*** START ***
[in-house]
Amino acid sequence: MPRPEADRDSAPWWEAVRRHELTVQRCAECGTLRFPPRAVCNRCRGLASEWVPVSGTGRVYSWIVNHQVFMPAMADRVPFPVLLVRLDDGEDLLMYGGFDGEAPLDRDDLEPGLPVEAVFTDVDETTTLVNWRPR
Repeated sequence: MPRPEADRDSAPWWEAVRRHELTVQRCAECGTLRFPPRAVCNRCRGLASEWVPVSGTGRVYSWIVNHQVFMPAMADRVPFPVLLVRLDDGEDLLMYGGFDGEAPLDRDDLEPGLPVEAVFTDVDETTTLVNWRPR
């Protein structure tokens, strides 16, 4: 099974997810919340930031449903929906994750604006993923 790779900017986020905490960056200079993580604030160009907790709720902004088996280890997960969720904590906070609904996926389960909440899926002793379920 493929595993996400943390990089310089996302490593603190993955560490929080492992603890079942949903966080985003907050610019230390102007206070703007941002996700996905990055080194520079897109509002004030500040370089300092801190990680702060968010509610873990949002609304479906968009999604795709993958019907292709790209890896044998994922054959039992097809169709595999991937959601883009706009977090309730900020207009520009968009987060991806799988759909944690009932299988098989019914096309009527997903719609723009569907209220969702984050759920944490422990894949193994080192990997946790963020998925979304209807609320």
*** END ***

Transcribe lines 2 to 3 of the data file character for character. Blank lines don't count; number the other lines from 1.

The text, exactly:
Amino acid sequence: MPRPEADRDSAPWWEAVRRHELTVQRCAECGTLRFPPRAVCNRCRGLASEWVPVSGTGRVYSWIVNHQVFMPAMADRVPFPVLLVRLDDGEDLLMYGGFDGEAPLDRDDLEPGLPVEAVFTDVDETTTLVNWRPR
Repeated sequence: MPRPEADRDSAPWWEAVRRHELTVQRCAECGTLRFPPRAVCNRCRGLASEWVPVSGTGRVYSWIVNHQVFMPAMADRVPFPVLLVRLDDGEDLLMYGGFDGEAPLDRDDLEPGLPVEAVFTDVDETTTLVNWRPR